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Why is Research Triangle Park building its own mini-city?

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Imagine you could design a city from scratch, unencumbered by the entrenched forces that beguile urban planners undertaking revitalization projects—powerful developers, neighborhood NIMBYs, institutionalized poverty, political factions. Imagine you could make this city a transit hub for commuters from your neighboring counties. Imagine you could lure retail, local retail, to this city by having a built-in, already-established demand—shops, a cinema, restaurants, maybe a grocery. Imagine you had a blank slate, virtual carte blance to take the clichéd live/work/play mantra urbanists throw around and mold it into something new.

Imagine you are Bob Geolas.

Last week, the president and CEO of Research Triangle Park unveiled plans for phase one of Park Center, a massive redevelopment on 100 acres of recently acquired RTP land—the blank slate, if you will. Scheduled to break ground early next year, phase one will feature an amphitheater, two hotels, 300 or so residential units (an undetermined percentage of which will be affordable) and 300,000 square feet of retail space, filled by local restaurants and stores (no Macy's here), Geolas promises. He wants Park Center to connect the hoped-for Durham-Orange County light-rail line to the hoped-for Wake County commuter rail line.

In short, he wants to create what sounds a lot like a mini-downtown, though Geolas doesn't call it that. "We're not trying to pretend to be a downtown," he says, because he doesn't want to compete with downtowns in Raleigh and Durham. But then again, he's not trying to build a town center, and certainly not a "little shopping mall," he says. He wants something that "gets people excited about the future." (At the unveiling last Thursday, he described himself as a member of the "Jetsons Generation," a time when such excitement was palpable.) He wants to use Park Center to better tell the stories of the innovations RTP's companies are producing—and to advertise to business travelers the region's many offerings. He also wants to build a "sky gondola" system connecting RTP to the airport, but that's for a later date.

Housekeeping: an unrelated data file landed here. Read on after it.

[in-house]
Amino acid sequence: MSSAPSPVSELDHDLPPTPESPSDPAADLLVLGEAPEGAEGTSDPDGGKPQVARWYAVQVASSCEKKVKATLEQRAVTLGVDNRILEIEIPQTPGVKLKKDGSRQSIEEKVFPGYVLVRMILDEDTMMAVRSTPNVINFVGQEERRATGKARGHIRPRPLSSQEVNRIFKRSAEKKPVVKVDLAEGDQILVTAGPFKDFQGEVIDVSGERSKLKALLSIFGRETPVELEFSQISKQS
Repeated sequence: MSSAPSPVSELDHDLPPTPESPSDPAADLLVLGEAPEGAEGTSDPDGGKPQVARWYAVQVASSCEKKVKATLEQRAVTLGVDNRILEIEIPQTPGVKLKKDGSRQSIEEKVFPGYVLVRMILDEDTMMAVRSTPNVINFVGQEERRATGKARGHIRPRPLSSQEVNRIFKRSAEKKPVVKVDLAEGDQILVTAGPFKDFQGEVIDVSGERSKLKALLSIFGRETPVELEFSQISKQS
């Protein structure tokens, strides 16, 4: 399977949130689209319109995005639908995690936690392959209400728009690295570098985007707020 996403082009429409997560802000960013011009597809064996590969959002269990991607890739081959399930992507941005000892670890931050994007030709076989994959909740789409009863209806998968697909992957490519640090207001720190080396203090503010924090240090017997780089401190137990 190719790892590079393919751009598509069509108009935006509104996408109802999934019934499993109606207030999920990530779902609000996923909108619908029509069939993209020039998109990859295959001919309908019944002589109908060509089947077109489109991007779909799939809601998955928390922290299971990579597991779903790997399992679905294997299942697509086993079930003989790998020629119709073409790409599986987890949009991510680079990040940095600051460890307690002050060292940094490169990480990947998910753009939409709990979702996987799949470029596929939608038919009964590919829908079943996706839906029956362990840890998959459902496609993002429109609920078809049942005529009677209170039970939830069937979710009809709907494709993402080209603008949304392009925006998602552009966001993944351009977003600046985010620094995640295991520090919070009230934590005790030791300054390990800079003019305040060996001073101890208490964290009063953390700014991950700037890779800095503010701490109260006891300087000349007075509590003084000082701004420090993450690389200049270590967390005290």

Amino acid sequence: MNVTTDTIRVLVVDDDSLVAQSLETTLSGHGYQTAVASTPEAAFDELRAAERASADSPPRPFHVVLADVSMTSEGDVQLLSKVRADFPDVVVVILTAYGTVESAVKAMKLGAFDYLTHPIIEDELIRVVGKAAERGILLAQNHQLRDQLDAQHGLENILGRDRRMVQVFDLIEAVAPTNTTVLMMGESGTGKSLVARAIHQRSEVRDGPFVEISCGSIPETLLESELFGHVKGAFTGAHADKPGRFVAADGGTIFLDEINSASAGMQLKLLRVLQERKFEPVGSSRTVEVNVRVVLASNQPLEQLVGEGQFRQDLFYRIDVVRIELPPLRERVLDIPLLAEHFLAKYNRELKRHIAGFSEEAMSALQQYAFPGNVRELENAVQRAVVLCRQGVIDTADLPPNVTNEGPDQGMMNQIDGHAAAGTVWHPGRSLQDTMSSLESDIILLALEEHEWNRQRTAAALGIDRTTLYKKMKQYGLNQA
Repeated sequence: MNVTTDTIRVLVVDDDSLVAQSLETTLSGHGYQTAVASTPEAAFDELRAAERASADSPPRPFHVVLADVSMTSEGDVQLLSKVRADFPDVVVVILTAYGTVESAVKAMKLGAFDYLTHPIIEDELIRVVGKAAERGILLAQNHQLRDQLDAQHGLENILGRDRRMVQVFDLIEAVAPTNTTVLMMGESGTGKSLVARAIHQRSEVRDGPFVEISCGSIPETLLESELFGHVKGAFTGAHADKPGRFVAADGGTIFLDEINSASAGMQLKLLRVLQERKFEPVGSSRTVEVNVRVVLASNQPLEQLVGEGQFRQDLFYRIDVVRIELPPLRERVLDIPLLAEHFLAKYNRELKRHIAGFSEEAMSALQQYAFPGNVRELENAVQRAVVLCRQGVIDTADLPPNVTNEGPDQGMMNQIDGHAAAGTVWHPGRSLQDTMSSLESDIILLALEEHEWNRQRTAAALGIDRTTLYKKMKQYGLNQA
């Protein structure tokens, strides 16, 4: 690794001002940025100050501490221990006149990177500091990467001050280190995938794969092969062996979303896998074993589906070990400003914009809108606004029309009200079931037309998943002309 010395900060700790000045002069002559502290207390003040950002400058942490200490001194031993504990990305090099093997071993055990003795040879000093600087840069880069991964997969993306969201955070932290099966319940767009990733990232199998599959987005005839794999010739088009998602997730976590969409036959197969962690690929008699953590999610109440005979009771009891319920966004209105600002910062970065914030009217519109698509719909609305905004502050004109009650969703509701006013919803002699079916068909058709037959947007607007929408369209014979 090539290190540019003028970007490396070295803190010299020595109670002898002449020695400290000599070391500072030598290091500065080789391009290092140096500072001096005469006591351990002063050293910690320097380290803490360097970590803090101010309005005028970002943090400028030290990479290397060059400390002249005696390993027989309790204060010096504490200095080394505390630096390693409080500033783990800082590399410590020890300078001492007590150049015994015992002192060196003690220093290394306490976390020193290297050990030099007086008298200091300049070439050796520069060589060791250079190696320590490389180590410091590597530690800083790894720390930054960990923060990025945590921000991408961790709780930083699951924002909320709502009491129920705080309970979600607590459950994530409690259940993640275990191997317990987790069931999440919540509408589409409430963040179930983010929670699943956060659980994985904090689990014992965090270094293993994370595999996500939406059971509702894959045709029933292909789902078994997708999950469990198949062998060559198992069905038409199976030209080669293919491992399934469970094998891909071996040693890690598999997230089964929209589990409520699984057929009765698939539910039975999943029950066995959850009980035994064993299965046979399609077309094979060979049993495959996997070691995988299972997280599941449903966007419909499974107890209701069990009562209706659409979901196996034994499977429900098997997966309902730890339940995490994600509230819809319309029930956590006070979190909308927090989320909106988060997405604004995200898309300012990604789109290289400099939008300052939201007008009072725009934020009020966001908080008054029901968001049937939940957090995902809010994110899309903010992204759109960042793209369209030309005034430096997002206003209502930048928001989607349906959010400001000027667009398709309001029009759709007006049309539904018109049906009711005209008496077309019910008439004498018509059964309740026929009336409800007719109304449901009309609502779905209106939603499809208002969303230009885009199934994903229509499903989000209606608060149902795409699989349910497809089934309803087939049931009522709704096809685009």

From a practical perspective, however, what RTP really wants to do with Park Center is to reinvigorate its brand and keep up with the times. RTP was a product of its era, designed in the late 1950s as a suburban, car-centric business park, nothing more. In fact, until recently the same legislation that forbid cities from annexing the park also prohibited RTP from building any residential or retail.

But that model has shifted. Young, innovative tech workers don't want a hellish commute. They want to live near where they work. They want collaborative spaces. They want amenities like a dog park and eclectic restaurants, not a Jimmy John's.

The goal, Geolas says, is to offer the kinds of "experiences" that will keep the next generation of workers interested in RTP's companies, which in turn will both keep existing companies in place and make the park attractive for new, smaller business, especially start-ups—a survival mechanism for the 21st century.

This announcement wasn't a surprise. It's been in the works for years, even before Geolas took over in 2011. And when RTP secured the land last year, Geolas all but telegraphed its intentions. Last week, the Durham County Commission agreed to the park's zoning request and a $20 million loan, an essential part of the $50 million package RTP had to put together to get started. (Another $10 million came from an increased tax on RTP's landowners, the rest from the Research Triangle Park Foundation*.) With the county's commitment, all lights are green.

But this is only the beginning. Whenever phase one is done—about seven to 10 years—phase two will begin, probably with more office space and lots more residential. After that, who knows. RTP has another 300 acres or so to play with, after all.

Reach the INDY's Triangulator team at triangulator@indyweek.com.

*This sentence has been updated. 

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